And Pamla went on to say that workers had ‘gained a lot since 1994, through the Labour Relations Act, the right to bargain collectively and and strike where necessary, and through the newly-introduced new minimum wage.

‘We are in the process of adopting National Health Insurance that will transform the healthcare in this country. We participate in policy and legislative formulation through National Economic Development and Labour Council and other platforms,’ Pamla continued.

‘But various other matters are still on the table. Since the last election, the Congress of South African Trade Unions (Cosatu) lost the National Union of Metalworkers of South Africa as an affiliate union.

‘South Africa saw the rise of the Association of Mineworkers and Construction Union, and the country has seen a new workers’ party and a new labour federation born (the Socialist Revolutionary Workers Party).’

He continued: ‘The South Africa Federation of Trade Unions (Saftu), formed in 2017 after the exodus of former Cosatu secretary general Zwelinzima Vavi from the African National Congress affiliated federation, lamented the loss of jobs in South Africa in recent years.

‘Still more job losses are coming, with threatened retrenchments in Eskom, the mines – in particular the coal mines in Mpumalanga, as a result of privatisation of energy and the introduction of Independent Power Producers – the South African Broadcasting Corporation (certainly after the elections), Standard Bank, ABSA, the public service and possibly South African Airways and Edcon and even in the civil service,’ the federation said in a statement published on its website ahead of the elections.’

However, as Solidarity general secretary Gideon du Plessis had also been quoted as saying: ‘Workplace democracy did not keep track with political democracy, since 1994.

‘A political party that received less than 1% support at the polls, can still represent its constituency in Parliament.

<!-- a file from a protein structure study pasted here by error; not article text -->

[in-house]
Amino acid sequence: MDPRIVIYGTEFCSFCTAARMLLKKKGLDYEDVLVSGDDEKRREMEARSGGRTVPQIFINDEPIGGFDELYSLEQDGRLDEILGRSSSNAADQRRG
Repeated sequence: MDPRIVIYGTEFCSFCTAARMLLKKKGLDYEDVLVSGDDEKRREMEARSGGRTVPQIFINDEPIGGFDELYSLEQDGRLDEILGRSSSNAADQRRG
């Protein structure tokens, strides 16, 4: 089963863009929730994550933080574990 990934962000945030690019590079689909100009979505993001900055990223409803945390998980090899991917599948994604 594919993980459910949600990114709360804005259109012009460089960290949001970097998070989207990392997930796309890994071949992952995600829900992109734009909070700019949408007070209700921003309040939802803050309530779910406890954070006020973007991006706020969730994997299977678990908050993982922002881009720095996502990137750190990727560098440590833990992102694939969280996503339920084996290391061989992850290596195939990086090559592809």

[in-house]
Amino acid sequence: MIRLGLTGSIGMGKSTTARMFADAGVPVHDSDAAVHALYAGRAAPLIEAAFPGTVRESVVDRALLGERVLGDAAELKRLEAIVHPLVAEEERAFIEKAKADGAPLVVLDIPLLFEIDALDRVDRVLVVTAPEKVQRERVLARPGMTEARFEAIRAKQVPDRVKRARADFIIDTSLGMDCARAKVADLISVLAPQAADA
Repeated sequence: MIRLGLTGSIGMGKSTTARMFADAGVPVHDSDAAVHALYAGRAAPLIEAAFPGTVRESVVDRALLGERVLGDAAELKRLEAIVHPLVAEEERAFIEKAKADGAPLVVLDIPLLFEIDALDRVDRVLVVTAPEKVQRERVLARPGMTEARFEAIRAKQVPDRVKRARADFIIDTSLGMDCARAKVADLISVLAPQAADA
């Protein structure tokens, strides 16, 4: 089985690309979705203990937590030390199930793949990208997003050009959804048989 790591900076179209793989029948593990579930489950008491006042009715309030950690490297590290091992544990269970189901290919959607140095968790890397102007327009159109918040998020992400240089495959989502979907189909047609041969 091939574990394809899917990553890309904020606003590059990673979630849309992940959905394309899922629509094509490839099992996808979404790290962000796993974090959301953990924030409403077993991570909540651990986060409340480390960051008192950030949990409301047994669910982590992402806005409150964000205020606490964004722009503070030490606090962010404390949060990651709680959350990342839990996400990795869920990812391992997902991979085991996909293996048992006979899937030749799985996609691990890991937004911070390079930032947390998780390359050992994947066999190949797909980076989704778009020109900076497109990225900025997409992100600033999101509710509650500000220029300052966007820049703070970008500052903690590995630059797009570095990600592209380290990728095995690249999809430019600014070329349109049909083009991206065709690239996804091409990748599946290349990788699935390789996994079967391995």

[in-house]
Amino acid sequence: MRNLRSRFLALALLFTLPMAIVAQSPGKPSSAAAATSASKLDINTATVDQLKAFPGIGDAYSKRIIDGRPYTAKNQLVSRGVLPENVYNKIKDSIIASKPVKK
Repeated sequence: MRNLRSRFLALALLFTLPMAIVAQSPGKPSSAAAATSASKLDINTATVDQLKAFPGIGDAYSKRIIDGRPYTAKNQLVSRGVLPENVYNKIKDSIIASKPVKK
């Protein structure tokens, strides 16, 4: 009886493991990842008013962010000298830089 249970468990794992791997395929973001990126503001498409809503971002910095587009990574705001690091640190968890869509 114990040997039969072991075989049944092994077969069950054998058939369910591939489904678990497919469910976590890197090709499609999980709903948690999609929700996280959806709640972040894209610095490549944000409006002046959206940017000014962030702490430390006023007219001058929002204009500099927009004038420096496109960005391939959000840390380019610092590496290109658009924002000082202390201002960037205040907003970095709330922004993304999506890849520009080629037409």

‘But, at the workplace, a majority union and an employer can apply the undemocratic majoritarian principle and enter into an agreement that prevent any other trade union to represent its members at a specific workplace, Du Plessis had said.

‘Du Plessis said these imbalances did not excuse South Africans from voting,’ saying: ‘If you are eligible to vote, but you don’t go and vote on May 8, then you don’t qualify to express a political opinion after the elections.’

He said too that Solidarity ‘hoped that the new administration would amend the Labour Relations Act to abolish its “undemocratic principle”.’

  • Meanwhile, in Durban striking eThekwini municipality workers had gathered to discuss the options available to them on Friday, after several protesters were arrested in the Durban city centre on Thursday.

Police fired rubber bullets on Thursday evening to disperse several municipal employees who had gathered outside city hall during the day. Union members told the Daily News that at least 30 people were arrested on Thursday but this could not be independently verified on Friday morning.

A week-long protest by the eThekwini water department, eThekwini electricity, eThekwini roads and the Durban Solid Waste has prompted the city management to take legal action against striking staff.

The municipality refuses to explain how the salaries of 55 Umkhonto we Sizwe military veterans more than doubled in a year, saying that the matter was being investigated.

But the striking staff are demanding an equal pay package. So the city has decided to take the grievances of workers who want to be elevated from grade 4 to grade 10 to the central bargaining council to deliberate on the matter and make a ruling.

And discussions at the bargaining council are expected to be concluded in 30 days. However, eThekwini Municipality Mayor, Zandile Gumede, said the protests were illegal and welcomed a court interdict against the illegal strike.